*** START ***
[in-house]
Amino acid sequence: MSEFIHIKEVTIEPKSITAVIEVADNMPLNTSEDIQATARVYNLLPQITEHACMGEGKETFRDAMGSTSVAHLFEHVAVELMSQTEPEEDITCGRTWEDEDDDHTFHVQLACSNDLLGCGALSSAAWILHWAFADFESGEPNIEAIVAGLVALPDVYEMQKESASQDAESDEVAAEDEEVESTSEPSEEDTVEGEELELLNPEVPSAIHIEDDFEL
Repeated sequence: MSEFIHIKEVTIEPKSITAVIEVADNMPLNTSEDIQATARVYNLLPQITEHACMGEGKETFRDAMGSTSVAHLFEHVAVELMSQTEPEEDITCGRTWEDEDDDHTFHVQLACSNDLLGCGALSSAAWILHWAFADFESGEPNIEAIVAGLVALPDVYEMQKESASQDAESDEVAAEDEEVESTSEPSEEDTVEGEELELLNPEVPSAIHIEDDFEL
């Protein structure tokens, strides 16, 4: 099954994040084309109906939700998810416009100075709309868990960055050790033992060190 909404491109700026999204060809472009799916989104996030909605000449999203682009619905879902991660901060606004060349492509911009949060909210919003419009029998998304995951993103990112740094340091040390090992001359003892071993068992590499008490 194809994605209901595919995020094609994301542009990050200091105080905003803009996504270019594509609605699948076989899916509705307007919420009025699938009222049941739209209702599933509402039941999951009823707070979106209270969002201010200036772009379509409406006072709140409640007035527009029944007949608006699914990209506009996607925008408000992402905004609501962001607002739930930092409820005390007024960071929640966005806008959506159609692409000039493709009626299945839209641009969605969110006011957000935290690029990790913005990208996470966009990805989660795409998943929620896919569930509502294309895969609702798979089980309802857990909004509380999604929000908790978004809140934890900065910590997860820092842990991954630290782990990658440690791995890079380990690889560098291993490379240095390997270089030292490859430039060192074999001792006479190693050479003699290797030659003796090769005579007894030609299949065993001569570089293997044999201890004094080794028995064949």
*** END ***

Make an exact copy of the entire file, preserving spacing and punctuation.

[in-house]
Amino acid sequence: MSEFIHIKEVTIEPKSITAVIEVADNMPLNTSEDIQATARVYNLLPQITEHACMGEGKETFRDAMGSTSVAHLFEHVAVELMSQTEPEEDITCGRTWEDEDDDHTFHVQLACSNDLLGCGALSSAAWILHWAFADFESGEPNIEAIVAGLVALPDVYEMQKESASQDAESDEVAAEDEEVESTSEPSEEDTVEGEELELLNPEVPSAIHIEDDFEL
Repeated sequence: MSEFIHIKEVTIEPKSITAVIEVADNMPLNTSEDIQATARVYNLLPQITEHACMGEGKETFRDAMGSTSVAHLFEHVAVELMSQTEPEEDITCGRTWEDEDDDHTFHVQLACSNDLLGCGALSSAAWILHWAFADFESGEPNIEAIVAGLVALPDVYEMQKESASQDAESDEVAAEDEEVESTSEPSEEDTVEGEELELLNPEVPSAIHIEDDFEL
């Protein structure tokens, strides 16, 4: 099954994040084309109906939700998810416009100075709309868990960055050790033992060190 909404491109700026999204060809472009799916989104996030909605000449999203682009619905879902991660901060606004060349492509911009949060909210919003419009029998998304995951993103990112740094340091040390090992001359003892071993068992590499008490 194809994605209901595919995020094609994301542009990050200091105080905003803009996504270019594509609605699948076989899916509705307007919420009025699938009222049941739209209702599933509402039941999951009823707070979106209270969002201010200036772009379509409406006072709140409640007035527009029944007949608006699914990209506009996607925008408000992402905004609501962001607002739930930092409820005390007024960071929640966005806008959506159609692409000039493709009626299945839209641009969605969110006011957000935290690029990790913005990208996470966009990805989660795409998943929620896919569930509502294309895969609702798979089980309802857990909004509380999604929000908790978004809140934890900065910590997860820092842990991954630290782990990658440690791995890079380990690889560098291993490379240095390997270089030292490859430039060192074999001792006479190693050479003699290797030659003796090769005579007894030609299949065993001569570089293997044999201890004094080794028995064949």